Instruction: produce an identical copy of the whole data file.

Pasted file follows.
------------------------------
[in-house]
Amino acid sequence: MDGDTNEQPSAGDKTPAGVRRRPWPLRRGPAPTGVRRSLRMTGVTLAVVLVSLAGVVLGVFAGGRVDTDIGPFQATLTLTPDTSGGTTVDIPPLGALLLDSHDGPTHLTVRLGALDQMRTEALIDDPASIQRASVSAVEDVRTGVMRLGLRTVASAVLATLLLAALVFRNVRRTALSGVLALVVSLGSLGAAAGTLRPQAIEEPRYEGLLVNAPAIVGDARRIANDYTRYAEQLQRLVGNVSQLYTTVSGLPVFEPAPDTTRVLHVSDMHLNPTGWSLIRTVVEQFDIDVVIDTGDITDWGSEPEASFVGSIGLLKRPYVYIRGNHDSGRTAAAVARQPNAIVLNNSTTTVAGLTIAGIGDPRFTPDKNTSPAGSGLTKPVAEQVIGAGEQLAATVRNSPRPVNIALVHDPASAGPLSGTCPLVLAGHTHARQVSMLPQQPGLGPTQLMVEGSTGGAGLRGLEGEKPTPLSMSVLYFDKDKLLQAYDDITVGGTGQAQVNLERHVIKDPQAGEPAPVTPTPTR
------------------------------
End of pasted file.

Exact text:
[in-house]
Amino acid sequence: MDGDTNEQPSAGDKTPAGVRRRPWPLRRGPAPTGVRRSLRMTGVTLAVVLVSLAGVVLGVFAGGRVDTDIGPFQATLTLTPDTSGGTTVDIPPLGALLLDSHDGPTHLTVRLGALDQMRTEALIDDPASIQRASVSAVEDVRTGVMRLGLRTVASAVLATLLLAALVFRNVRRTALSGVLALVVSLGSLGAAAGTLRPQAIEEPRYEGLLVNAPAIVGDARRIANDYTRYAEQLQRLVGNVSQLYTTVSGLPVFEPAPDTTRVLHVSDMHLNPTGWSLIRTVVEQFDIDVVIDTGDITDWGSEPEASFVGSIGLLKRPYVYIRGNHDSGRTAAAVARQPNAIVLNNSTTTVAGLTIAGIGDPRFTPDKNTSPAGSGLTKPVAEQVIGAGEQLAATVRNSPRPVNIALVHDPASAGPLSGTCPLVLAGHTHARQVSMLPQQPGLGPTQLMVEGSTGGAGLRGLEGEKPTPLSMSVLYFDKDKLLQAYDDITVGGTGQAQVNLERHVIKDPQAGEPAPVTPTPTR